Back then, we sometimes put playing cards in the spokes of our bicycles to make them sound like motorcycles.
We roared with our fake mufflers around tight corners, cruised up and down sidewalks, bounced over curbs. With old-time foot brakes, we could skid to a stop quickly, and send gravel flying with great accuracy.
We jumped small walls, could ride three on a bike if needed and could go for hours with little nourishment, even in the dead of summer.
The lady living across the street didn’t have a chance.
She was one of the evil neighbors, one of the enemy forces. She sealed her fate this particular day by opening up her front door, with me sitting there on my bike’s banana seat, staring in at her through the screen door. She put her hands on her hip and screwed up her features to make an ugly face at me.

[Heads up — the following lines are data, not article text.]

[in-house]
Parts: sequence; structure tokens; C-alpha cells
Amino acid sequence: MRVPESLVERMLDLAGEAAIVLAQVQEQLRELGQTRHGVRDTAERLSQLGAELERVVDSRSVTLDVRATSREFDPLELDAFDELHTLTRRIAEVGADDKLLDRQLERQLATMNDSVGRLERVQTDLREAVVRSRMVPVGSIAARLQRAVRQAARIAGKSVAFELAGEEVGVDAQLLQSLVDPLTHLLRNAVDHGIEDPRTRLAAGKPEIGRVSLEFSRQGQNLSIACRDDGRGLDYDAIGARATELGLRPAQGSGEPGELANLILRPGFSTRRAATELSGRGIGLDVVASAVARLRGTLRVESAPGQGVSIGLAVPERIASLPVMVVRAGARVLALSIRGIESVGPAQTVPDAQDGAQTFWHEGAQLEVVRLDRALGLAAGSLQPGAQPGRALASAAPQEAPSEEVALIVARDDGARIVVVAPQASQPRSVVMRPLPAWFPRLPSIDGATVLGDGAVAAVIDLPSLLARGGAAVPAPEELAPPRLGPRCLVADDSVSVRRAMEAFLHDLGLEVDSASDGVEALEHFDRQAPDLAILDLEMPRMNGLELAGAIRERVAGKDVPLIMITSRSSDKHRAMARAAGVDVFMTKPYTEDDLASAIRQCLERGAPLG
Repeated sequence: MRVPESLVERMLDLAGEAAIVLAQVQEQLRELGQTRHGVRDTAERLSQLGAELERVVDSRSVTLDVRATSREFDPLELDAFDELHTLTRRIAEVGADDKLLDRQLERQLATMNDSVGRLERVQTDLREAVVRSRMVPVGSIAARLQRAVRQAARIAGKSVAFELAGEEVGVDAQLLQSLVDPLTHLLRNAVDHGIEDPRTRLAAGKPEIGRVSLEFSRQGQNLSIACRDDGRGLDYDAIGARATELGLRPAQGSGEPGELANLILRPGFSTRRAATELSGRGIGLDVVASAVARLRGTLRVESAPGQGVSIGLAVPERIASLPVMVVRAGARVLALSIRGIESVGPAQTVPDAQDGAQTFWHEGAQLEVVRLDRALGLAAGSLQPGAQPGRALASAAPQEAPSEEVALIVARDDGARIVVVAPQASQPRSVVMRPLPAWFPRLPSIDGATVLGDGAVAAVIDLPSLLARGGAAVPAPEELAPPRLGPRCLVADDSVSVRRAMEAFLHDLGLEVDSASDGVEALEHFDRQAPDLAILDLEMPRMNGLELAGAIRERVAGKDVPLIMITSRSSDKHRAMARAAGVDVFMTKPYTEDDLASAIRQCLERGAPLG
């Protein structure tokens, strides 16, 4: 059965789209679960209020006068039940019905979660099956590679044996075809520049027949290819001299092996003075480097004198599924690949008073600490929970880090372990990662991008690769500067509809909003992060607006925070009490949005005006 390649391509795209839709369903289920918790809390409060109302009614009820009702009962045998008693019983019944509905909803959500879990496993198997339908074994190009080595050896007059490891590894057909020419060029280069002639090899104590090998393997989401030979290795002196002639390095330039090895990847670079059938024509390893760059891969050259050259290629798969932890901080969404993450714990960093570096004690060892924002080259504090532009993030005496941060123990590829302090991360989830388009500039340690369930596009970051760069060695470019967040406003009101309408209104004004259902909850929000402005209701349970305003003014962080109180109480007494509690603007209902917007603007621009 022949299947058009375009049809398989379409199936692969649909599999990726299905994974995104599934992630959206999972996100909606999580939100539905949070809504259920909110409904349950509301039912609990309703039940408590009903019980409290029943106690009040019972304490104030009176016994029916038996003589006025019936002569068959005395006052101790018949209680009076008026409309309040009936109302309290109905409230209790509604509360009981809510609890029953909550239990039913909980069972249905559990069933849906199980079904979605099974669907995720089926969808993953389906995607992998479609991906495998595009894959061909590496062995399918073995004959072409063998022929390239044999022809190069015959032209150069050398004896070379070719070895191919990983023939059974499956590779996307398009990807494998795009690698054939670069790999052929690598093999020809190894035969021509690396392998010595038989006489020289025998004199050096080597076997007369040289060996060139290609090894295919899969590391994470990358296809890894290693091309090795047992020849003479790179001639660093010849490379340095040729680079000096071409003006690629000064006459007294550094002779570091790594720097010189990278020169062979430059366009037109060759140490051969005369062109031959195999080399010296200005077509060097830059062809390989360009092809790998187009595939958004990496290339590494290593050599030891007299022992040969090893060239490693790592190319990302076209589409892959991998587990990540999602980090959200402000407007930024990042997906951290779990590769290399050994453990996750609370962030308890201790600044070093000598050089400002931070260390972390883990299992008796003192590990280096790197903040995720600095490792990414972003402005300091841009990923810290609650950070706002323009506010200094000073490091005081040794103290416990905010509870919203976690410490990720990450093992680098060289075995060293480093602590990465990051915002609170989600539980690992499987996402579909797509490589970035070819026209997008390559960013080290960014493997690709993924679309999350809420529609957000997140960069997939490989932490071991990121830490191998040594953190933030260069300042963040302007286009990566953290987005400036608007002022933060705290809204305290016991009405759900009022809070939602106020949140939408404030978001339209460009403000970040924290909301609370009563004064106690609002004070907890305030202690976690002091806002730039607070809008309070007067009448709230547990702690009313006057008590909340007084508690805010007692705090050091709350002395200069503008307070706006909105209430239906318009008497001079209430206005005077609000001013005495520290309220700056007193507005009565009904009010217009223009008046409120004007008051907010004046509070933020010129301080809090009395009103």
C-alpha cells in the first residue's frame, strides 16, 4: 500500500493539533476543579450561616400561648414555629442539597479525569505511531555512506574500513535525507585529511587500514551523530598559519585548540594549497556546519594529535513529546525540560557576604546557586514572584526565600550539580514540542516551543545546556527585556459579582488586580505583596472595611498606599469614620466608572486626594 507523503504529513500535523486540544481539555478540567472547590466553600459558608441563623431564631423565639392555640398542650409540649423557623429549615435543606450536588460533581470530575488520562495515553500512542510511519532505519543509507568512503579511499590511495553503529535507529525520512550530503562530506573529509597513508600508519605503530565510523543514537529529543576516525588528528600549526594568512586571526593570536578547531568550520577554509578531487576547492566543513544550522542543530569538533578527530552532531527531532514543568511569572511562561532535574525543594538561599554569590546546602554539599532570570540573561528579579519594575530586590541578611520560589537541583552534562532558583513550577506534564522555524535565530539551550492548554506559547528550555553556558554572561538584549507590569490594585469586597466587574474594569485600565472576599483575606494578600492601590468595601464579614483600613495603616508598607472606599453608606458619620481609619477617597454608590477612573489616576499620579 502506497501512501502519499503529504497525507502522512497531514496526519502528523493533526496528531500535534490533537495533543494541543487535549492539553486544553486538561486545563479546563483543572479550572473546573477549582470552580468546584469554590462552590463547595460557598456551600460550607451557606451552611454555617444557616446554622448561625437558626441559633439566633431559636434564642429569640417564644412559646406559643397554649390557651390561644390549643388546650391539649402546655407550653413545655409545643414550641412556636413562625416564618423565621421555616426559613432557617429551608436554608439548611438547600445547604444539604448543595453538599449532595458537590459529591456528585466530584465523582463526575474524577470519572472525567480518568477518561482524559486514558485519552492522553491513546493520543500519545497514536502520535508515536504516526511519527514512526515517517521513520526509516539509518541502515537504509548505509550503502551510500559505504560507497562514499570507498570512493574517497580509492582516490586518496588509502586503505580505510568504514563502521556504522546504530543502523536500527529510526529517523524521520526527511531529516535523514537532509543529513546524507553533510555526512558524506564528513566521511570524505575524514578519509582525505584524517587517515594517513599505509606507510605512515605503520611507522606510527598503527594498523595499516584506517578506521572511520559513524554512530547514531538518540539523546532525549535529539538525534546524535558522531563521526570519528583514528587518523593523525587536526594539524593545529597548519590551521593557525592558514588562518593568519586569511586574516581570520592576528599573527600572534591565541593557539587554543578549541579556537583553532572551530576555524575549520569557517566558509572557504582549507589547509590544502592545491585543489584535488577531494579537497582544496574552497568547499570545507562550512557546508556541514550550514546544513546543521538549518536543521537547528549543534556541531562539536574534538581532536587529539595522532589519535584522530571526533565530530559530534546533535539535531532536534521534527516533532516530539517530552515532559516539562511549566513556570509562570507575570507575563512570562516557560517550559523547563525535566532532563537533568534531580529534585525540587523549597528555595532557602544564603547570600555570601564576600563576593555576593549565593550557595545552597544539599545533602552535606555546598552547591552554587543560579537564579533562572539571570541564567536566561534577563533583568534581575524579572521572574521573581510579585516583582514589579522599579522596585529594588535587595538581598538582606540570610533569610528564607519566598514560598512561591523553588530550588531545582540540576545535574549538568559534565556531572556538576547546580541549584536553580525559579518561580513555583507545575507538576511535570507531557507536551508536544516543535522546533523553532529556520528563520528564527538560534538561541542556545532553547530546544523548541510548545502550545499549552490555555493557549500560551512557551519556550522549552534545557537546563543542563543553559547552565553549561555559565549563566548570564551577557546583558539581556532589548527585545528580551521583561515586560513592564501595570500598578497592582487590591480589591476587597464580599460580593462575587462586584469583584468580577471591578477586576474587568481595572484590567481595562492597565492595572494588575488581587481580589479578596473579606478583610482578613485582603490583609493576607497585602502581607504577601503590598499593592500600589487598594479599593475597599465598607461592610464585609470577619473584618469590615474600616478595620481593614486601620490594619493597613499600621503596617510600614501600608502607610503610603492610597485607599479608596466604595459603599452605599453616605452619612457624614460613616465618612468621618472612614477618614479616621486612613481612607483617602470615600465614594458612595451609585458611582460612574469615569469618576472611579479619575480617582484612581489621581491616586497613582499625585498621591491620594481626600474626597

With bulging eyes and jowls, she was already pretty sad looking, before she did her contorting. I immediately thought: “Frog Face.” Her surname started with an “F,” too, so the alliteration was a bonus.
I hatched a plan.
With my little brother a shoo-in to help, I only needed a couple more cohorts to launch this attack. I found volunteers easily. No respectable kid in this neighborhood liked this lady or her husband. They had called the cops on us for simply playing touch football in the street. (Well, OK. The statute of limitations has passed; we might have hit the husband’s fancy-schmancy car once or twice.)